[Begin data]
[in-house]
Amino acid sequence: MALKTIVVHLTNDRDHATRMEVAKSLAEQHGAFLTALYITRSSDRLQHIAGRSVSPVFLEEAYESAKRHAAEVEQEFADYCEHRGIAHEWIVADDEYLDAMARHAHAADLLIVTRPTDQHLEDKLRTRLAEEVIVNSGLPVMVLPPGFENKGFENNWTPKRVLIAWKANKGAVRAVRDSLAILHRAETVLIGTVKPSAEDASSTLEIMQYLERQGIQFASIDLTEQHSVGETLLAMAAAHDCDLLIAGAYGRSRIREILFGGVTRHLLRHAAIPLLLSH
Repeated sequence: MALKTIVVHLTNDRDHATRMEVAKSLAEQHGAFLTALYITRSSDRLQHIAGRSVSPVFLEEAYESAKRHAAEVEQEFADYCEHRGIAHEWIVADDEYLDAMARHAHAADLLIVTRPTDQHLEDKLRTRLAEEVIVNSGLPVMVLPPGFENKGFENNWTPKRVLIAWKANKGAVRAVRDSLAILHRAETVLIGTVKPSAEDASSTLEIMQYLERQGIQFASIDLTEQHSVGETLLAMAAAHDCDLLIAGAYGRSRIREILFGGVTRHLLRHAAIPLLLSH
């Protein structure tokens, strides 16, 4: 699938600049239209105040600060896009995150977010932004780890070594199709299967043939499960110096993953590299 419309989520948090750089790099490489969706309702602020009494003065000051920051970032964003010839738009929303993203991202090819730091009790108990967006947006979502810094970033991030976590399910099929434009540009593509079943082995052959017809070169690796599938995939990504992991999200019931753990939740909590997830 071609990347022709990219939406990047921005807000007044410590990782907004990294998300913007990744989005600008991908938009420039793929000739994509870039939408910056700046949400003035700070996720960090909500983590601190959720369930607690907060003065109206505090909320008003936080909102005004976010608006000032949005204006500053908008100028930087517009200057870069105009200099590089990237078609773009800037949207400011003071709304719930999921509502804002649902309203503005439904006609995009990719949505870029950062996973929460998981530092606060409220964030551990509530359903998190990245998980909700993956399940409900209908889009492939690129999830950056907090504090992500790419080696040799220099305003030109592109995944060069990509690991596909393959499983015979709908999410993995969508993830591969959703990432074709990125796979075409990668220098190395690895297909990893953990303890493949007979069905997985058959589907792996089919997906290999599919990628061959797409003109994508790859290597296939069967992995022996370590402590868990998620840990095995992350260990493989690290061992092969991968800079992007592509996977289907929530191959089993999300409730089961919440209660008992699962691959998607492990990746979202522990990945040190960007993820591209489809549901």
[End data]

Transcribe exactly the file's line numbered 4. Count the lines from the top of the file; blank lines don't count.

């Protein structure tokens, strides 16, 4: 699938600049239209105040600060896009995150977010932004780890070594199709299967043939499960110096993953590299 419309989520948090750089790099490489969706309702602020009494003065000051920051970032964003010839738009929303993203991202090819730091009790108990967006947006979502810094970033991030976590399910099929434009540009593509079943082995052959017809070169690796599938995939990504992991999200019931753990939740909590997830 071609990347022709990219939406990047921005807000007044410590990782907004990294998300913007990744989005600008991908938009420039793929000739994509870039939408910056700046949400003035700070996720960090909500983590601190959720369930607690907060003065109206505090909320008003936080909102005004976010608006000032949005204006500053908008100028930087517009200057870069105009200099590089990237078609773009800037949207400011003071709304719930999921509502804002649902309203503005439904006609995009990719949505870029950062996973929460998981530092606060409220964030551990509530359903998190990245998980909700993956399940409900209908889009492939690129999830950056907090504090992500790419080696040799220099305003030109592109995944060069990509690991596909393959499983015979709908999410993995969508993830591969959703990432074709990125796979075409990668220098190395690895297909990893953990303890493949007979069905997985058959589907792996089919997906290999599919990628061959797409003109994508790859290597296939069967992995022996370590402590868990998620840990095995992350260990493989690290061992092969991968800079992007592509996977289907929530191959089993999300409730089961919440209660008992699962691959998607492990990746979202522990990945040190960007993820591209489809549901």